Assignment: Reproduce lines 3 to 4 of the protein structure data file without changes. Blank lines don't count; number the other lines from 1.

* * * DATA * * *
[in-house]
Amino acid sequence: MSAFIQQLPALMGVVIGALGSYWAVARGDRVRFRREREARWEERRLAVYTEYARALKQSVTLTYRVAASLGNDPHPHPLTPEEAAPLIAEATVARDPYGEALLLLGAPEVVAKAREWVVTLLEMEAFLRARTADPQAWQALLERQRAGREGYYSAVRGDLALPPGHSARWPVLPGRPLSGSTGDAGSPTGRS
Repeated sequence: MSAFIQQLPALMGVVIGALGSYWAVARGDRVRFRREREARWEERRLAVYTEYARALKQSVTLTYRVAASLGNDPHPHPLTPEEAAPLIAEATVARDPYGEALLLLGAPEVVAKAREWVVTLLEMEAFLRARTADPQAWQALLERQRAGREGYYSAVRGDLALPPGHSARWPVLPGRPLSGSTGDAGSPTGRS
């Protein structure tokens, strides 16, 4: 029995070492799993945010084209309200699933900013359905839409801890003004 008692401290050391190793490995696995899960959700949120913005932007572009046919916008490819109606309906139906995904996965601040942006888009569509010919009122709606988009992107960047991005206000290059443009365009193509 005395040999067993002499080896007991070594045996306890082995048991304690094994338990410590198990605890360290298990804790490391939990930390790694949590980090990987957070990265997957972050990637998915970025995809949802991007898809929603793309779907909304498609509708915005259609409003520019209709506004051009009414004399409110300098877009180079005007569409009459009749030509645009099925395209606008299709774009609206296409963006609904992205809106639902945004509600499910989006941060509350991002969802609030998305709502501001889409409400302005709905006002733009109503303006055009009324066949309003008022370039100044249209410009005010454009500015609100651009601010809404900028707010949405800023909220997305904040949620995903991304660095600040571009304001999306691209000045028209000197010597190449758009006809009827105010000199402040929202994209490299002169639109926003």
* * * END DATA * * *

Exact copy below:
Repeated sequence: MSAFIQQLPALMGVVIGALGSYWAVARGDRVRFRREREARWEERRLAVYTEYARALKQSVTLTYRVAASLGNDPHPHPLTPEEAAPLIAEATVARDPYGEALLLLGAPEVVAKAREWVVTLLEMEAFLRARTADPQAWQALLERQRAGREGYYSAVRGDLALPPGHSARWPVLPGRPLSGSTGDAGSPTGRS
């Protein structure tokens, strides 16, 4: 029995070492799993945010084209309200699933900013359905839409801890003004 008692401290050391190793490995696995899960959700949120913005932007572009046919916008490819109606309906139906995904996965601040942006888009569509010919009122709606988009992107960047991005206000290059443009365009193509 005395040999067993002499080896007991070594045996306890082995048991304690094994338990410590198990605890360290298990804790490391939990930390790694949590980090990987957070990265997957972050990637998915970025995809949802991007898809929603793309779907909304498609509708915005259609409003520019209709506004051009009414004399409110300098877009180079005007569409009459009749030509645009099925395209606008299709774009609206296409963006609904992205809106639902945004509600499910989006941060509350991002969802609030998305709502501001889409409400302005709905006002733009109503303006055009009324066949309003008022370039100044249209410009005010454009500015609100651009601010809404900028707010949405800023909220997305904040949620995903991304660095600040571009304001999306691209000045028209000197010597190449758009006809009827105010000199402040929202994209490299002169639109926003």